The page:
So, I took the kids to the playground yesterday after school. We went to the one across the field from the school because it has swings, so it wasn't too crowded. There were just a few little girls there, all around Avery's age. We hadn't been there 10 minutes when one of the girls walked up to Avery and said, "Are those real Uggs?" I learned later that she also said "How much did those cost?"
May I remind all of you that Avery is a first grader? She, for one, had no idea what Uggs are and whether hers were real or not. For the record, they are, but let me explain: My mom, her Grammy, saw them at Dillard's after Christmas about 3 years ago. They were on sale for, like, $25. Mom thought they were just too cute to pass up even though they wouldn't fit anyone at the time. They just now fit Avery and the reason she likes them is because the "fur feels good" and because "Grammy bought them."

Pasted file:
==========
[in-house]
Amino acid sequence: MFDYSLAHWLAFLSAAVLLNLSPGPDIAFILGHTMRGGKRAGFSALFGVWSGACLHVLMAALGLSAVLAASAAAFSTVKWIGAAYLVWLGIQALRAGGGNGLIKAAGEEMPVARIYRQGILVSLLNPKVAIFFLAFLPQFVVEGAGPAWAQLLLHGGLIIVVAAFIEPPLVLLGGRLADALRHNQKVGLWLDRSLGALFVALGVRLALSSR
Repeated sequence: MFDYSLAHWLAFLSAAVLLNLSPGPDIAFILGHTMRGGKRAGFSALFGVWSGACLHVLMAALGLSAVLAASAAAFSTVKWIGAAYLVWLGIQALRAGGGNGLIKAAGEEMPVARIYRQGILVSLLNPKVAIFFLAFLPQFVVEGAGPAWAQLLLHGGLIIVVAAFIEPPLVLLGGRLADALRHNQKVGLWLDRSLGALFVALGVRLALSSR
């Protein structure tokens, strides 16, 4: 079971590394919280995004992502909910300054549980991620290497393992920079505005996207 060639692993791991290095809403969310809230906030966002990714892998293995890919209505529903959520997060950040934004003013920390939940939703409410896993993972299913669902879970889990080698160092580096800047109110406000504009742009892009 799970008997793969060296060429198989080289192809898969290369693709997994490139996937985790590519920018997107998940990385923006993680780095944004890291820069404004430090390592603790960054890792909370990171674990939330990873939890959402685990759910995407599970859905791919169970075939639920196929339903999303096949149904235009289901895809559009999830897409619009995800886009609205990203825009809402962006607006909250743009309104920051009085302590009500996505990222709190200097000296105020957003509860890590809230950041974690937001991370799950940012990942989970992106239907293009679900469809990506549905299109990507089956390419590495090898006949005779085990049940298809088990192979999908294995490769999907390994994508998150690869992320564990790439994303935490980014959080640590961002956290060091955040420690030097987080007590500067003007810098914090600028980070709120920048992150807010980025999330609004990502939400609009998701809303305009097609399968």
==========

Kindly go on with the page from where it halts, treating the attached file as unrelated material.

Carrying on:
What I want to know is, how in the world does a first or second grader know anything about "real" Uggs? More importantly, WHY does she know? I already know that answer and, if I had met that child's mother, I would probably not be surprised to see her look me up and down in my Target t shirt.
It's none of my business what values (or the lack thereof) any other parent teaches their child, but I felt a bit disheartened that the materialistic cattiness is starting so early. I didn't expect it until at least the ripe old age of about 9. Ah, girls.
And speaking of girls and Uggs, I caught Reese talking to Avery in a southern accent last night...she was imitating a country girl from our Wii bowling game who says "Aw, shucks" in a very womanly, sexy southern drawl. But Reese wasn't saying "Aw, shucks." She was saying, "Aw, shugs." She was batting her eyes and flipping her hand in that dismissive fashion that all southern ladies do when they are professing disappointment. She said it over and over. "Aw, shugs," and "Well, shugs."
Ok, this has nothing to do with Uggs except that shugs rhymes with Uggs. And I thought it was funny. And my heartache over catty little girls melted away into laughter at my little 4 year old goofball.